Indiana governor Mike Pence is in the spotlight this week as the man Donald Trump has chosen as his running mate. His decisions about health and healthcare in Indiana have drawn attention from within and outside the state. And his record could be important in November, because his running mate doesn’t have a legislative record at all.
Here’s a quick look at the governor’s record on health policy in Indiana.
Pence has been a vocal opponent of Obamacare, or the Affordable Care Act, even after the law passed in 2010 and was upheld by the Supreme Court.
But when faced with the choice of whether to expand Medicaid to cover Indiana residents who earn 138 percent of the federal poverty level or below, a key part of the ACA, he made a compromise. He debuted a conservative-friendly version of the expansion, one that requires Medicaid recipients to pay a monthly contribution, based on income, into a health savings account. Miss a payment, and you can be bumped to a lower level of coverage, or lose it entirely, for six months.
Now, after a year and a half, the Healthy Indiana Plan, or HIP 2.0, has enrolled about 190,000 more people into health coverage.
Caitlin Priest, director of public policy at Covering Kids & Families of Indiana, says the plan has helped many people get health insurance for the first time in their lives.
“It’s really been a wonderful way to move the needle both on healthcare access and ultimately on long-term health outcomes,” she says.
Pence took criticism from the right for accepting a component of Obamacare, but his conservative tweaks to Medicaid have other Republican-led states looking at that model,
Pence drew criticism from local and national infectious disease experts for his response to an urgent health crisis in Indiana. In February of 2015, the state reported an outbreak of HIV in Scott County, blamed on opioid addiction and needle sharing.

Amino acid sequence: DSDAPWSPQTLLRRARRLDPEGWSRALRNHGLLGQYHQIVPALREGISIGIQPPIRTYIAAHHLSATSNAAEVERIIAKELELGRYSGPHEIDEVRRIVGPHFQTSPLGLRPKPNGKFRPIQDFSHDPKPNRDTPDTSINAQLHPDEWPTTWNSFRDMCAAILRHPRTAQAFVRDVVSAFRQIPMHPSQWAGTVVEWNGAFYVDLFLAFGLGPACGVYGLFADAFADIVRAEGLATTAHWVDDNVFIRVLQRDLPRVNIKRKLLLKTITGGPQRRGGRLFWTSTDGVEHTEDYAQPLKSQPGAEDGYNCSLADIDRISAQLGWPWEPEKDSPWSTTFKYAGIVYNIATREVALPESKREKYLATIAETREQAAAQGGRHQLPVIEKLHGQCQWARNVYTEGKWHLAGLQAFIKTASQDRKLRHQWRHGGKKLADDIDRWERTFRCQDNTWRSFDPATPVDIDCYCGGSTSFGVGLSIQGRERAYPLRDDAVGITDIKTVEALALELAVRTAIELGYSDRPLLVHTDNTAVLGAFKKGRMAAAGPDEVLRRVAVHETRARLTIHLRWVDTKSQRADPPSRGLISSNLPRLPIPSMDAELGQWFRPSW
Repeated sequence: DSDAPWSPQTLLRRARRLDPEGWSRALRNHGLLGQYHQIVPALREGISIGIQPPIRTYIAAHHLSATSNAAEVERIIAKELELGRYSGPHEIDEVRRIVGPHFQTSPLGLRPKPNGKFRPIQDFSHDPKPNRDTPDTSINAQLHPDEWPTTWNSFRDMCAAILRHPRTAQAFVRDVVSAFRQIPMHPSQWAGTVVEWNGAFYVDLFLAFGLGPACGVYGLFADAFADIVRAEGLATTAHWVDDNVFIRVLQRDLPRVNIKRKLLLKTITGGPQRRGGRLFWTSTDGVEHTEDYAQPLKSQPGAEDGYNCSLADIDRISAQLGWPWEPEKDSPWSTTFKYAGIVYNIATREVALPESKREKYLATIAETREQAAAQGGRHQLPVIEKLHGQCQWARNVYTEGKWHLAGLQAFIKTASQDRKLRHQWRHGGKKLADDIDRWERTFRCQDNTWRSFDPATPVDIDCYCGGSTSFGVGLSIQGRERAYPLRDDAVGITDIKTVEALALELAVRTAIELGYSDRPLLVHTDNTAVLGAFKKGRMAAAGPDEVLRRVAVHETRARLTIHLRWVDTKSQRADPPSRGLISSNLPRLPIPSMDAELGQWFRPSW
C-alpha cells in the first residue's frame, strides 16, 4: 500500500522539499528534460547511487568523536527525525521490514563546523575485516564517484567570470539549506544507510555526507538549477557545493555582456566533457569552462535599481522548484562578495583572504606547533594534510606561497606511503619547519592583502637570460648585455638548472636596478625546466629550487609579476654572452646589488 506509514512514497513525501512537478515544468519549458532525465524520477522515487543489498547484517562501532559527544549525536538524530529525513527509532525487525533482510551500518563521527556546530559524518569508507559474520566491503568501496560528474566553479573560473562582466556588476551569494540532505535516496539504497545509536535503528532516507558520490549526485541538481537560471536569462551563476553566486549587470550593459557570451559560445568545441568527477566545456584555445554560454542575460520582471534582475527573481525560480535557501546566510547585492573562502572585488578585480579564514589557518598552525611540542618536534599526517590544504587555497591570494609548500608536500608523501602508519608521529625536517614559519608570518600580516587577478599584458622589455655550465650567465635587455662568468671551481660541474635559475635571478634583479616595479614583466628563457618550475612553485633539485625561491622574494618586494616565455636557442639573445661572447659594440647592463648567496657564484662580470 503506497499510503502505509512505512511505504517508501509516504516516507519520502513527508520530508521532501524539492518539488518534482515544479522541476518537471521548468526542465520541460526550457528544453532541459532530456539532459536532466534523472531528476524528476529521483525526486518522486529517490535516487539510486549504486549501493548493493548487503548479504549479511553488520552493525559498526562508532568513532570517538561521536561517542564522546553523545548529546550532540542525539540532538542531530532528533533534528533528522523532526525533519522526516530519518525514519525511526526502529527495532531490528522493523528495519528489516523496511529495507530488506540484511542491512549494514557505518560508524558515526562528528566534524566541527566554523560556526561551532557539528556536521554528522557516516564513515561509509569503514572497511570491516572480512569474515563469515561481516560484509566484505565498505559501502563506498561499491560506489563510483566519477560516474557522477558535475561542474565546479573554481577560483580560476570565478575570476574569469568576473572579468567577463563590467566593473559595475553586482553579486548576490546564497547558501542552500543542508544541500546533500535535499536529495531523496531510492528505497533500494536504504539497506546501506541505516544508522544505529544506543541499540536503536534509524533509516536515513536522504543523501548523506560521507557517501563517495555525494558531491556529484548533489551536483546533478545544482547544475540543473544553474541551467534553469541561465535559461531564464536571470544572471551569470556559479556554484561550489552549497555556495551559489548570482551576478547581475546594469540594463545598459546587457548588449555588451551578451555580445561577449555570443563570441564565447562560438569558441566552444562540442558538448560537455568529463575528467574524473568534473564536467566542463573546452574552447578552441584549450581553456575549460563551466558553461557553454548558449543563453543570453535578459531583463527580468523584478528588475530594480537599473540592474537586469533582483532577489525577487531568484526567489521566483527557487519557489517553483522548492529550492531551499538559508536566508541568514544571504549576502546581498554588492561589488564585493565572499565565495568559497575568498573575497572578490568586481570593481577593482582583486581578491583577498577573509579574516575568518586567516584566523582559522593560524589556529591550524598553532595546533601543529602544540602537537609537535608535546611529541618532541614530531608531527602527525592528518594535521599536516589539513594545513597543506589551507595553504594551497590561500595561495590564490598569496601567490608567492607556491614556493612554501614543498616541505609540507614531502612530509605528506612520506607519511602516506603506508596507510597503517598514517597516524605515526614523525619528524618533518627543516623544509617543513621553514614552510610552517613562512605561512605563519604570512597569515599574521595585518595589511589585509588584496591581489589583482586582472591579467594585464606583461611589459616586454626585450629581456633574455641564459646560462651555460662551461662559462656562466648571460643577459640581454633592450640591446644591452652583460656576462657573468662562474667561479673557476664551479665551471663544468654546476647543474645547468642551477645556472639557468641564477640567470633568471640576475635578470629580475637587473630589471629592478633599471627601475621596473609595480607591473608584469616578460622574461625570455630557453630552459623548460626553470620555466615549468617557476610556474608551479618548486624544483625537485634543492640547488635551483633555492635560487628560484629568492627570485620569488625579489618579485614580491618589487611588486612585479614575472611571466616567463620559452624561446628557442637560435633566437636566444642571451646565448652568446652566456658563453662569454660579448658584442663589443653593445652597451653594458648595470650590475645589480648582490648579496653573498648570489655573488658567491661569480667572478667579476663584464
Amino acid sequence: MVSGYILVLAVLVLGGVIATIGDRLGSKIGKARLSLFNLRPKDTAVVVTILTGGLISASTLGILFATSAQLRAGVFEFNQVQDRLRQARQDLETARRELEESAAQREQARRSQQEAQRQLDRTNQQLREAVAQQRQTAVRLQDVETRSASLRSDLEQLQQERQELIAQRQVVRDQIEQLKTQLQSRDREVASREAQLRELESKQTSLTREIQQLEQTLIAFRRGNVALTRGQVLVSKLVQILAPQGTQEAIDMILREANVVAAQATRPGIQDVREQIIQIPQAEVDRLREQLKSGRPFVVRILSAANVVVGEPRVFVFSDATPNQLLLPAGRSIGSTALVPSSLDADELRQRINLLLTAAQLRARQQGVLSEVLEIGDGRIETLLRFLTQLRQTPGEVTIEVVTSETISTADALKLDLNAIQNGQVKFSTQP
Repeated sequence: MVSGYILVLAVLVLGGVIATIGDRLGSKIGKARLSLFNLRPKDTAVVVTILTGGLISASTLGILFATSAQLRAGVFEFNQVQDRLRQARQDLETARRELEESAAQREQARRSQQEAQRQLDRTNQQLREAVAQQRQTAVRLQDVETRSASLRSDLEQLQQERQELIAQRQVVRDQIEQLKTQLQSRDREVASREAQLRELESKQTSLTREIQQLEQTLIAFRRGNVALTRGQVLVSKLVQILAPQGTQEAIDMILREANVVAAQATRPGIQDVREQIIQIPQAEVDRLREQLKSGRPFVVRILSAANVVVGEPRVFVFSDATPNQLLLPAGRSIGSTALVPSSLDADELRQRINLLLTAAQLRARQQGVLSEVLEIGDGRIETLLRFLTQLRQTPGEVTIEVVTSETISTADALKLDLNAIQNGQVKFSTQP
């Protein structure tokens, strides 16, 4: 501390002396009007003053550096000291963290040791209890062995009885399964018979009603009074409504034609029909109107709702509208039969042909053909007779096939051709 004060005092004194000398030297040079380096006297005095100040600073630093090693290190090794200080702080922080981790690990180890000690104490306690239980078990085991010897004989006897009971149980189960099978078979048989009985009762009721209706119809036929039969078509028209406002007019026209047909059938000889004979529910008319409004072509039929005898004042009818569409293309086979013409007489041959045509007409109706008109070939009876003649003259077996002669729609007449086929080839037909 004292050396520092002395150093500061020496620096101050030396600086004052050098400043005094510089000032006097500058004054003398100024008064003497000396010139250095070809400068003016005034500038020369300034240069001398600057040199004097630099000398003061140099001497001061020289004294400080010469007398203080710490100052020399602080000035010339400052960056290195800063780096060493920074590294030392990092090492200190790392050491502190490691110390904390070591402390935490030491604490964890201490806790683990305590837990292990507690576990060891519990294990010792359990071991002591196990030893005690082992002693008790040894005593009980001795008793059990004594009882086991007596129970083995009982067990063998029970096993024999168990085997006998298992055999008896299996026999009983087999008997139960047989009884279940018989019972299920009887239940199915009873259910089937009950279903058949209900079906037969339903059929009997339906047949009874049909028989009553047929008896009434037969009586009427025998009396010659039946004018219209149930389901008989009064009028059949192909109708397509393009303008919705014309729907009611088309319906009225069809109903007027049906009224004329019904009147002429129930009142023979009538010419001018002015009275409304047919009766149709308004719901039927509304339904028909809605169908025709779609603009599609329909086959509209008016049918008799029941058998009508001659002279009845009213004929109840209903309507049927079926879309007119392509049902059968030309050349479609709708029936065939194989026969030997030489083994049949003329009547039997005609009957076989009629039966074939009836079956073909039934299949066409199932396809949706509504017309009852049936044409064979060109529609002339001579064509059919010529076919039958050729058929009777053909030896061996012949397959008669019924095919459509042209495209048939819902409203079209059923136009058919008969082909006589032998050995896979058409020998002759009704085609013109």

It got so bad—growing to more than 80 cases within a month after the announcement and more than 190 to date—the CDC came in to investigate, and public health experts began calling for a needle exchange. At the time, syringe exchanges were illegal in the state and Pence was opposed to changing that, at first.
He later signed an emergency declaration allowing Scott County to start a needle exchange. Rather than legalize exchanges statewide, Pence signed a bill that forces counties ask permission to start a needle exchange.
Only a few counties have done it so far because the process takes a lot of planning, local support and money, which the state doesn’t provide, says Carrie Lawrence, a researcher with the Rural Center for AIDS/STD Prevention.
“If you’re the health department with only two part-time staff and a full-time health director, who’s going to do this, and when is it going to happen?” Lawrence says.
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Lawrence says the HIV crisis also brought some attention to Indiana’s lack of public health funding in general. “I think we are dealing with the consequences of the fact that that we don’t have a strong infrastructure for public health in the state,” she says.
As governor, Pence signed legislation that cut Indiana’s budget for public health programs, despite the state’s many pressing public health problems. The state has a high smoking rate, high obesity rate, and high infant mortality rate. Indiana is ranked nearly last for both federal and state public health funding. According to Trust for America’s Health, Indiana spends just $12.40 per person. West Virginia, the number one state, spends more than $220.
As a member of Congress from 2001 to 2013, Pence voted against funding for health programs such as the State Children’s Health Insurance Program and the Prevention and Public Health Fund.
As a congressman, Pence was an early advocate for defunding Planned Parenthood, and this year, women’s health advocates have clashed with Pence again.
In March, the governor signed a bill that’s been cited as one of the most restrictive in the country, barring abortion on the basis of of disability, gender or race of the fetus. It also requires women to get an ultrasound at least 18 hours before the procedure, and that the fetal remains be buried or cremated.
Some Indiana women responded by updating the governor’s office with (sometimes graphic) news on their menstrual cycles by phone and on social media with hashtag #periodsforpence. The social media backlash mirrors #periodsarenotaninsult, which took aim at Trump last year.
The Indiana ACLU brought a lawsuit against the state—and a judge has since blocked portions of that law. “What the state of Indiana has attempted to do here…grossly flies in the face of existing law,” says ACLU lawyer Ken Falk.
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